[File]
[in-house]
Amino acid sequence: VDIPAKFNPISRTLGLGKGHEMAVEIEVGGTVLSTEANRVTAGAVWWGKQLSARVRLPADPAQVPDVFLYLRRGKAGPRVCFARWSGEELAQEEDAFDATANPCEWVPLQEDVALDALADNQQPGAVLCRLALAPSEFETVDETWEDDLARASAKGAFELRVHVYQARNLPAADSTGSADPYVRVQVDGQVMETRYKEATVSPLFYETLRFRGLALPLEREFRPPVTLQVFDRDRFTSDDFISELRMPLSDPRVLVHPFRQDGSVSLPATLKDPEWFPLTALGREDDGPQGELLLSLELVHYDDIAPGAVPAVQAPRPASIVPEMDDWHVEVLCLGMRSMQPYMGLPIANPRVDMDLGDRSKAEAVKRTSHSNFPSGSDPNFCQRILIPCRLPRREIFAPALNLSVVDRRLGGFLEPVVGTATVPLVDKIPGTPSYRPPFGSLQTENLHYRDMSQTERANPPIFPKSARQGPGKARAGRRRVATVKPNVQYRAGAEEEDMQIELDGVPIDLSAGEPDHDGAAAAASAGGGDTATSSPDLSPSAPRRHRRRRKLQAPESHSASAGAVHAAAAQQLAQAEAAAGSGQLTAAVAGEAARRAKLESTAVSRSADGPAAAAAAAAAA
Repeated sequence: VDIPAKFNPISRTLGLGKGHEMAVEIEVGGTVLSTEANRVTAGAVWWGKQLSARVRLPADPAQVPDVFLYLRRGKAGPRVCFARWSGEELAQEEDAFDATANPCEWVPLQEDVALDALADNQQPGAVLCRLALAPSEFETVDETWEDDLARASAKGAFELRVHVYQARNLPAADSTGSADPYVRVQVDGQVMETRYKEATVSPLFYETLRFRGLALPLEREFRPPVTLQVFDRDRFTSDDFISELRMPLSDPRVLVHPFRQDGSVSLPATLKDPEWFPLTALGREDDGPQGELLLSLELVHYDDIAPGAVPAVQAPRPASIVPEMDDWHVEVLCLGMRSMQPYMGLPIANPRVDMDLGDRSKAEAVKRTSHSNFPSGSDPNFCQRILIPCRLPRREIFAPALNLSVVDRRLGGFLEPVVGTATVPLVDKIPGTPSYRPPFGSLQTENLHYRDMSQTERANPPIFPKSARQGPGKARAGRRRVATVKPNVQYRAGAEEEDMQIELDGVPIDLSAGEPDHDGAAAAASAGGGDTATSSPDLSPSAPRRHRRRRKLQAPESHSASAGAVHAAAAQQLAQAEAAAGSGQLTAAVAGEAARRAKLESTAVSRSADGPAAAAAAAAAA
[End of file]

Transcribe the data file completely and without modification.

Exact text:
[in-house]
Amino acid sequence: VDIPAKFNPISRTLGLGKGHEMAVEIEVGGTVLSTEANRVTAGAVWWGKQLSARVRLPADPAQVPDVFLYLRRGKAGPRVCFARWSGEELAQEEDAFDATANPCEWVPLQEDVALDALADNQQPGAVLCRLALAPSEFETVDETWEDDLARASAKGAFELRVHVYQARNLPAADSTGSADPYVRVQVDGQVMETRYKEATVSPLFYETLRFRGLALPLEREFRPPVTLQVFDRDRFTSDDFISELRMPLSDPRVLVHPFRQDGSVSLPATLKDPEWFPLTALGREDDGPQGELLLSLELVHYDDIAPGAVPAVQAPRPASIVPEMDDWHVEVLCLGMRSMQPYMGLPIANPRVDMDLGDRSKAEAVKRTSHSNFPSGSDPNFCQRILIPCRLPRREIFAPALNLSVVDRRLGGFLEPVVGTATVPLVDKIPGTPSYRPPFGSLQTENLHYRDMSQTERANPPIFPKSARQGPGKARAGRRRVATVKPNVQYRAGAEEEDMQIELDGVPIDLSAGEPDHDGAAAAASAGGGDTATSSPDLSPSAPRRHRRRRKLQAPESHSASAGAVHAAAAQQLAQAEAAAGSGQLTAAVAGEAARRAKLESTAVSRSADGPAAAAAAAAAA
Repeated sequence: VDIPAKFNPISRTLGLGKGHEMAVEIEVGGTVLSTEANRVTAGAVWWGKQLSARVRLPADPAQVPDVFLYLRRGKAGPRVCFARWSGEELAQEEDAFDATANPCEWVPLQEDVALDALADNQQPGAVLCRLALAPSEFETVDETWEDDLARASAKGAFELRVHVYQARNLPAADSTGSADPYVRVQVDGQVMETRYKEATVSPLFYETLRFRGLALPLEREFRPPVTLQVFDRDRFTSDDFISELRMPLSDPRVLVHPFRQDGSVSLPATLKDPEWFPLTALGREDDGPQGELLLSLELVHYDDIAPGAVPAVQAPRPASIVPEMDDWHVEVLCLGMRSMQPYMGLPIANPRVDMDLGDRSKAEAVKRTSHSNFPSGSDPNFCQRILIPCRLPRREIFAPALNLSVVDRRLGGFLEPVVGTATVPLVDKIPGTPSYRPPFGSLQTENLHYRDMSQTERANPPIFPKSARQGPGKARAGRRRVATVKPNVQYRAGAEEEDMQIELDGVPIDLSAGEPDHDGAAAAASAGGGDTATSSPDLSPSAPRRHRRRRKLQAPESHSASAGAVHAAAAQQLAQAEAAAGSGQLTAAVAGEAARRAKLESTAVSRSADGPAAAAAAAAAA